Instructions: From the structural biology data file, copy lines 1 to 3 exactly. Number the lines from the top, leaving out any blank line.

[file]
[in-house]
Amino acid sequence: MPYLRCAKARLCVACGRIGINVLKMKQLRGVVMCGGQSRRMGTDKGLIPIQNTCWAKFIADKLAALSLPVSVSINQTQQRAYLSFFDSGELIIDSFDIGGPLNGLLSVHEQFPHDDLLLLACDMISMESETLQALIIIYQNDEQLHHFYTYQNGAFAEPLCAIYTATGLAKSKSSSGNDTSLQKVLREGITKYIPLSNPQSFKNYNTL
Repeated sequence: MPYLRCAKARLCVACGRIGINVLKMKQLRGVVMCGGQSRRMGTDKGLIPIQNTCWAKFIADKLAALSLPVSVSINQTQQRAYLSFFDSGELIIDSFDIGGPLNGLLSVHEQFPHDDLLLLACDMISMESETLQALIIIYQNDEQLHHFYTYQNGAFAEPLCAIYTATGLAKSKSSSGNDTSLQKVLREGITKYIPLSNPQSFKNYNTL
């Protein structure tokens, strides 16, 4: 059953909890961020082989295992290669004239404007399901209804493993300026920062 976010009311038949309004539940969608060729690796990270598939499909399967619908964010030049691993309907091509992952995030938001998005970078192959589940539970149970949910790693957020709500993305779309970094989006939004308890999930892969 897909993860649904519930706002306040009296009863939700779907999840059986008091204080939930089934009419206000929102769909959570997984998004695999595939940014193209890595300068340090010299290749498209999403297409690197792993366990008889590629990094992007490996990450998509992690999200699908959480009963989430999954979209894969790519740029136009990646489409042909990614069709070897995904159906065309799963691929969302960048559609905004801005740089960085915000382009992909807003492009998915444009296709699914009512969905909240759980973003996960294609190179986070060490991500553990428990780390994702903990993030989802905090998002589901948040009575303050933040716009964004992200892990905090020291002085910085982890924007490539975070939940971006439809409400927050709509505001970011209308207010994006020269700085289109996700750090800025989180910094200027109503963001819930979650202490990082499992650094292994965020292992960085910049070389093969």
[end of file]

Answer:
[in-house]
Amino acid sequence: MPYLRCAKARLCVACGRIGINVLKMKQLRGVVMCGGQSRRMGTDKGLIPIQNTCWAKFIADKLAALSLPVSVSINQTQQRAYLSFFDSGELIIDSFDIGGPLNGLLSVHEQFPHDDLLLLACDMISMESETLQALIIIYQNDEQLHHFYTYQNGAFAEPLCAIYTATGLAKSKSSSGNDTSLQKVLREGITKYIPLSNPQSFKNYNTL
Repeated sequence: MPYLRCAKARLCVACGRIGINVLKMKQLRGVVMCGGQSRRMGTDKGLIPIQNTCWAKFIADKLAALSLPVSVSINQTQQRAYLSFFDSGELIIDSFDIGGPLNGLLSVHEQFPHDDLLLLACDMISMESETLQALIIIYQNDEQLHHFYTYQNGAFAEPLCAIYTATGLAKSKSSSGNDTSLQKVLREGITKYIPLSNPQSFKNYNTL